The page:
In an attempt to cripple or eliminate South Vietnamese communist guerilla resistance (the Vietcong) to both United States forces and the U.S.-backed government of South Vietnam, the Phoenix program was allegedly designed to conduct arrest and assassination operations against suspected Vietcong and Vietcong sympathizers. The Phoenix program was developed and operated by the United States Central Intelligence Agency (CIA), the United States Army, and components of several South Vietnamese intelligence and law enforcement agencies.
U.S. CIA personnel (including those assigned to Intelligence Coordination and Exploitation operations) provided the core of Phoenix leadership. Starting in 1967, the program, which was based in Saigon (then the capital of South Vietnam) used a complex network of informants, a mix of military intelligence, and even trials at computer algorithms to determine appropriate targets for "neutralization." In 1968, CIA officer William Colby (who would become Director of Central Intelligence in 1973) assumed command of the program.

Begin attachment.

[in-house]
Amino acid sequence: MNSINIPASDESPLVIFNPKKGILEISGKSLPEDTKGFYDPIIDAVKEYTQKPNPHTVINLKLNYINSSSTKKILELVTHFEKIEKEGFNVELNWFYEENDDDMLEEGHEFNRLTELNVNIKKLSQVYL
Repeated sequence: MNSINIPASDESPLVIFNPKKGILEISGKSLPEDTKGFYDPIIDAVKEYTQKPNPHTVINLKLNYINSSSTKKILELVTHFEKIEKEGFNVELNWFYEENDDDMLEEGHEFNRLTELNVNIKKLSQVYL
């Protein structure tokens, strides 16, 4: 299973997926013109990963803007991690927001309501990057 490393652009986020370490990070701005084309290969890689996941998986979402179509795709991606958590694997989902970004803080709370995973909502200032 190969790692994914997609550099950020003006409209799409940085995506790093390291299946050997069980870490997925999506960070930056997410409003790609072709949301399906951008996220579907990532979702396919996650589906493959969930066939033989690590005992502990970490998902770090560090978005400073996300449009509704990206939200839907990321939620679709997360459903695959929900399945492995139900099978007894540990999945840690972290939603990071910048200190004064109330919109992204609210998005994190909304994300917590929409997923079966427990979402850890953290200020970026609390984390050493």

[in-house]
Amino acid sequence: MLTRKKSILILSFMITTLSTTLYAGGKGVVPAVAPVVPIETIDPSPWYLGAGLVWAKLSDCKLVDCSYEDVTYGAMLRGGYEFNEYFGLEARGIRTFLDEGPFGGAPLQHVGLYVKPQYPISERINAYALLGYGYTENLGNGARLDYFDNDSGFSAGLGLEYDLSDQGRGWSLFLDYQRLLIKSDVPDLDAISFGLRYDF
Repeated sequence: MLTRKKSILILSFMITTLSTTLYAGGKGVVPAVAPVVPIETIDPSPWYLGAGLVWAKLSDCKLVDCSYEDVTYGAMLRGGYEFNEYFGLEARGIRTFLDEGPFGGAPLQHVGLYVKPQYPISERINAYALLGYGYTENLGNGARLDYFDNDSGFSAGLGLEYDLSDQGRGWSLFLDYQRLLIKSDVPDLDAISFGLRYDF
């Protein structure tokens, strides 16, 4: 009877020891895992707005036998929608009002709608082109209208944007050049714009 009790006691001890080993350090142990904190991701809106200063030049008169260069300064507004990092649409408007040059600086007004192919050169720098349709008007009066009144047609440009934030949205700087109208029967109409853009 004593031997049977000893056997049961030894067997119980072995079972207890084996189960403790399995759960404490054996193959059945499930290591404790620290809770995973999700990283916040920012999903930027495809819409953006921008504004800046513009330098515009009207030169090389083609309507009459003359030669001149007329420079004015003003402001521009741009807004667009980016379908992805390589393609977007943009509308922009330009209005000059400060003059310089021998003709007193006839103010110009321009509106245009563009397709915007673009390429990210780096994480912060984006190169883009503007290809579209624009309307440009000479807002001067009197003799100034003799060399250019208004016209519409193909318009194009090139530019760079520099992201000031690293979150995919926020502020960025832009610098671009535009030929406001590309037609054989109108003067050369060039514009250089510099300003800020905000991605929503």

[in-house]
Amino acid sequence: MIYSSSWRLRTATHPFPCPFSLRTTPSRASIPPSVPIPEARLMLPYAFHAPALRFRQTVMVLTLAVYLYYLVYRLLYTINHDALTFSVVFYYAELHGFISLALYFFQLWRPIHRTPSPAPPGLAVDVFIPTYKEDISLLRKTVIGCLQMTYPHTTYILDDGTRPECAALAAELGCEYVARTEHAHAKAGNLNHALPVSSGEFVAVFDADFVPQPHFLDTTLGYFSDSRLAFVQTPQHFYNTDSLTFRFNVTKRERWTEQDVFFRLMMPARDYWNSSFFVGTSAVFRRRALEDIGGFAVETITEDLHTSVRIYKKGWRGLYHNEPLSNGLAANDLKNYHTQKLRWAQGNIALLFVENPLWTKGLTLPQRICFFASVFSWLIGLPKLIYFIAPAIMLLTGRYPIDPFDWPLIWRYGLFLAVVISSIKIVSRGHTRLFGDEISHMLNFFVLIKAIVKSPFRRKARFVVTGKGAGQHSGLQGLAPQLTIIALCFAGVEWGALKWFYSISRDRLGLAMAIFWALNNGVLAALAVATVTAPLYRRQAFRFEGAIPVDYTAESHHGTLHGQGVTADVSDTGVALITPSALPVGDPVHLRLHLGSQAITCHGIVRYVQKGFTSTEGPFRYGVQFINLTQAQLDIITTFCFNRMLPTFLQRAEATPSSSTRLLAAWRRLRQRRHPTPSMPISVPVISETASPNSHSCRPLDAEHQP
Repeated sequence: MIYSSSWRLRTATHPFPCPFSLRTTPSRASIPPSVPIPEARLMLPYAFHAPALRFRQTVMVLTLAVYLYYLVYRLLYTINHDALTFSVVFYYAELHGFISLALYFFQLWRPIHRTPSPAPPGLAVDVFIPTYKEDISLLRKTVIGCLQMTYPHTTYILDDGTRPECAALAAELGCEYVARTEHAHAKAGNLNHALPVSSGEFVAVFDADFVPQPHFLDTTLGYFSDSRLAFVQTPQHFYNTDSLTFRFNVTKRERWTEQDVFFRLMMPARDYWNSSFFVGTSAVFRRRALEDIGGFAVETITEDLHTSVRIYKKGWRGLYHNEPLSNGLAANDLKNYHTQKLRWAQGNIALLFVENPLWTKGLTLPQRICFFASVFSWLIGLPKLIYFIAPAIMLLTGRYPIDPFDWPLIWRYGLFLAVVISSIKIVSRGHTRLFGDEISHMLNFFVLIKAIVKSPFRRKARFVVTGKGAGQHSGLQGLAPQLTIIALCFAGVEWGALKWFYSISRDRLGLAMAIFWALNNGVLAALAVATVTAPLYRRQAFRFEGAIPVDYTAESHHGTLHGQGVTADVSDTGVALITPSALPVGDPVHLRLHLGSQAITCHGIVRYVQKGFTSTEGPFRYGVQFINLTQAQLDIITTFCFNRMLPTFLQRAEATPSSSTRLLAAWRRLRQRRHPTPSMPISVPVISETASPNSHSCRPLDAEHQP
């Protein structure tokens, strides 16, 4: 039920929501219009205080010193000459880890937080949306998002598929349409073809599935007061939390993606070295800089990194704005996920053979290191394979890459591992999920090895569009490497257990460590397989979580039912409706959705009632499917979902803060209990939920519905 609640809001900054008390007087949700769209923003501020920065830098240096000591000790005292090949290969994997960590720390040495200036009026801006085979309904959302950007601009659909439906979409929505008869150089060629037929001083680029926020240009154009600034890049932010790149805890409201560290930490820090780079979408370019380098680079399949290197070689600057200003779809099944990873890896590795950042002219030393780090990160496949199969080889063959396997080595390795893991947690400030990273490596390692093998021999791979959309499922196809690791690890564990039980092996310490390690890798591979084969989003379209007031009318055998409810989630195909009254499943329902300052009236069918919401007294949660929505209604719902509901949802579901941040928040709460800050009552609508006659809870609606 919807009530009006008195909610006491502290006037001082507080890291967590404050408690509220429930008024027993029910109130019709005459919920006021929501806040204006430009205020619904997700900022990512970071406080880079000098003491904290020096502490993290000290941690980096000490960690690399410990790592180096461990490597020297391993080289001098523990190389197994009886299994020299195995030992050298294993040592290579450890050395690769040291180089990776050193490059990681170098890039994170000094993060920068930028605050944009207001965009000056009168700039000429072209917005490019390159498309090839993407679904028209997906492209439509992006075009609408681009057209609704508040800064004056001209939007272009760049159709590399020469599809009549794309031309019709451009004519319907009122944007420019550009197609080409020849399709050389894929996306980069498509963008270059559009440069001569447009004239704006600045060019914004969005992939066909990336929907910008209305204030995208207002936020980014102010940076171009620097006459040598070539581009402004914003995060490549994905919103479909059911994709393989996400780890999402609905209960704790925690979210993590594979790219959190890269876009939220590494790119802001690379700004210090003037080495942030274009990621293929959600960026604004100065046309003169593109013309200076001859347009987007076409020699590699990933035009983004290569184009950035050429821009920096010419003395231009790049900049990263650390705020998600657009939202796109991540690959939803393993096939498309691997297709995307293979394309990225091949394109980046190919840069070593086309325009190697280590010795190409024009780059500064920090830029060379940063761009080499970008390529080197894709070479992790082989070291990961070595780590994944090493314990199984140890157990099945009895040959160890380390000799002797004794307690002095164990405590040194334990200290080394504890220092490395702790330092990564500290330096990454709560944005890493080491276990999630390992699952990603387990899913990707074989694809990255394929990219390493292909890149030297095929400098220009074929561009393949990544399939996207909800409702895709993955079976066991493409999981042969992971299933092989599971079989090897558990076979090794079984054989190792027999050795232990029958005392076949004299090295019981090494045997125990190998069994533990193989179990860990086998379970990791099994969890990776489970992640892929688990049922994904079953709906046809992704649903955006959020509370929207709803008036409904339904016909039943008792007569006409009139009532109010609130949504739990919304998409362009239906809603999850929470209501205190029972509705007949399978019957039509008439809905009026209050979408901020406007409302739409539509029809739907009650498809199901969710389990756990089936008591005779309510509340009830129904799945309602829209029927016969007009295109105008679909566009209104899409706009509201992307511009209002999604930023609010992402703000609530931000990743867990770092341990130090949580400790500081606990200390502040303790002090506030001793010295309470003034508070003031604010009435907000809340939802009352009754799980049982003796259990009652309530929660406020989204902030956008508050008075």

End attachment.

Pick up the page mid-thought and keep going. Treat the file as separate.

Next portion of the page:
Initially named the Phuong Hoang Operation (named after a mythical Vietnamese bird of prey), the renamed Phoenix program resulted in the arrest, detention, brutal interrogation, and execution of thousands of Vietcong fighters and sympathizers at the hands of South Vietnam police and intelligence agencies. In addition to identifying suspected Vietcong and Vietcong sympathizers, Phoenix intelligence operations also accumulated data that exonerated thousands of suspects. Phoenix operations, and the identification of Vietcong infrastructure became increasingly important after the 1968 Tet Offensive and Phoenix generated intelligence was used to determine military targets.
█ FURTHER READING:
Colby, William E., and James McCargar. Lost Victory: A First Hand Account of America's Sixteen-year Involvement in Vietnam. Chicago, IL: Contemporary Books, 1989.
Moyar, M. Phoenix and the Birds of Prey: the CIA's Secret Campaign to Destroy the Viet Cong. Annapolis, MD: Naval Institute Press, 1997.